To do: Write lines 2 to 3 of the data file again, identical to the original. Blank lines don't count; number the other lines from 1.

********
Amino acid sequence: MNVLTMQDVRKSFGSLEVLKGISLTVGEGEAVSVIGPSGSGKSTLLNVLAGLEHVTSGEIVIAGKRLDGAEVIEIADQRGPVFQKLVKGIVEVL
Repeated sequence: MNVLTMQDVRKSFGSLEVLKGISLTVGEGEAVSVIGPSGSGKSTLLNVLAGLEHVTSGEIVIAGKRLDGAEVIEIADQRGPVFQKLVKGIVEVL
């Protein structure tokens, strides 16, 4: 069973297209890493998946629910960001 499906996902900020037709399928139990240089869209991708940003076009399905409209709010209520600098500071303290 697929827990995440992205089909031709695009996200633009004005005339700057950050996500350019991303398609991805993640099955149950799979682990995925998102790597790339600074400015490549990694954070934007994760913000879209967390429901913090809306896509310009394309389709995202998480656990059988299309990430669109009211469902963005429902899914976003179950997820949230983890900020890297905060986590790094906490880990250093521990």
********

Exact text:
Repeated sequence: MNVLTMQDVRKSFGSLEVLKGISLTVGEGEAVSVIGPSGSGKSTLLNVLAGLEHVTSGEIVIAGKRLDGAEVIEIADQRGPVFQKLVKGIVEVL
């Protein structure tokens, strides 16, 4: 069973297209890493998946629910960001 499906996902900020037709399928139990240089869209991708940003076009399905409209709010209520600098500071303290 697929827990995440992205089909031709695009996200633009004005005339700057950050996500350019991303398609991805993640099955149950799979682990995925998102790597790339600074400015490549990694954070934007994760913000879209967390429901913090809306896509310009394309389709995202998480656990059988299309990430669109009211469902963005429902899914976003179950997820949230983890900020890297905060986590790094906490880990250093521990």